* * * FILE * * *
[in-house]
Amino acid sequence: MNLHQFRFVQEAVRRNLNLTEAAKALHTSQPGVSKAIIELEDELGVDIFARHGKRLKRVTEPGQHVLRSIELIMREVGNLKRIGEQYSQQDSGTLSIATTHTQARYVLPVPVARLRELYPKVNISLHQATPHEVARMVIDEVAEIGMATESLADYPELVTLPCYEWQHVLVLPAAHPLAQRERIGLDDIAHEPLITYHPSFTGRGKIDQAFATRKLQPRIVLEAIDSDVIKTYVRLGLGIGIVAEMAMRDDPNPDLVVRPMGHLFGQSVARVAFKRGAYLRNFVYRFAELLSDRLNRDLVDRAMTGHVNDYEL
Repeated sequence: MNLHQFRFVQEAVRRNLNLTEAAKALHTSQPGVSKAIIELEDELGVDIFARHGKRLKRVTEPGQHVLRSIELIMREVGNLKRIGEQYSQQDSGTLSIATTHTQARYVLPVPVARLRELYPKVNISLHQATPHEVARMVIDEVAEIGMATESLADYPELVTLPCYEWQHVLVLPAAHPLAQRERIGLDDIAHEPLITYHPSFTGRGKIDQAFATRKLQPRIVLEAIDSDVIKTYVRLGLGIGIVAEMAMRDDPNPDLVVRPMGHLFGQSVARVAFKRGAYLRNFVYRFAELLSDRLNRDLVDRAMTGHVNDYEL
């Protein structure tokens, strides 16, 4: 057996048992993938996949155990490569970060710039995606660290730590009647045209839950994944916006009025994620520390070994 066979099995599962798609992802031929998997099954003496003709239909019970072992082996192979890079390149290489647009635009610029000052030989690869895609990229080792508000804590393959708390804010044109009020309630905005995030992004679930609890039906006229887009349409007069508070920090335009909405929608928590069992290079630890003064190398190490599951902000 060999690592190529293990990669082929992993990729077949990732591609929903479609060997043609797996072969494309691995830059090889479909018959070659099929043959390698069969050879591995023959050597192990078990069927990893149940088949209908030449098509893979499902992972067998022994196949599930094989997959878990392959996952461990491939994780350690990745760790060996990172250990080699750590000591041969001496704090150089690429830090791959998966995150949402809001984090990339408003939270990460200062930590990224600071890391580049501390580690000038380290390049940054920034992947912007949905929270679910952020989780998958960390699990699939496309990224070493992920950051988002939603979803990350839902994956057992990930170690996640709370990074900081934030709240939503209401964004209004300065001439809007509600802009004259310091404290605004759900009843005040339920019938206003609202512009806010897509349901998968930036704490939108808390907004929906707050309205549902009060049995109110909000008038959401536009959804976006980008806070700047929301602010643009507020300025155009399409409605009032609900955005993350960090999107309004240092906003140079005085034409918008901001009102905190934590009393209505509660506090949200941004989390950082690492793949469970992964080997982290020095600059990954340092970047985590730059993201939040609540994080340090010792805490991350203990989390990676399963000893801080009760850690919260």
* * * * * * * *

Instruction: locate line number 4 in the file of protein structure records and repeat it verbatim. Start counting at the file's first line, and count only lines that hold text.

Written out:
């Protein structure tokens, strides 16, 4: 057996048992993938996949155990490569970060710039995606660290730590009647045209839950994944916006009025994620520390070994 066979099995599962798609992802031929998997099954003496003709239909019970072992082996192979890079390149290489647009635009610029000052030989690869895609990229080792508000804590393959708390804010044109009020309630905005995030992004679930609890039906006229887009349409007069508070920090335009909405929608928590069992290079630890003064190398190490599951902000 060999690592190529293990990669082929992993990729077949990732591609929903479609060997043609797996072969494309691995830059090889479909018959070659099929043959390698069969050879591995023959050597192990078990069927990893149940088949209908030449098509893979499902992972067998022994196949599930094989997959878990392959996952461990491939994780350690990745760790060996990172250990080699750590000591041969001496704090150089690429830090791959998966995150949402809001984090990339408003939270990460200062930590990224600071890391580049501390580690000038380290390049940054920034992947912007949905929270679910952020989780998958960390699990699939496309990224070493992920950051988002939603979803990350839902994956057992990930170690996640709370990074900081934030709240939503209401964004209004300065001439809007509600802009004259310091404290605004759900009843005040339920019938206003609202512009806010897509349901998968930036704490939108808390907004929906707050309205549902009060049995109110909000008038959401536009959804976006980008806070700047929301602010643009507020300025155009399409409605009032609900955005993350960090999107309004240092906003140079005085034409918008901001009102905190934590009393209505509660506090949200941004989390950082690492793949469970992964080997982290020095600059990954340092970047985590730059993201939040609540994080340090010792805490991350203990989390990676399963000893801080009760850690919260």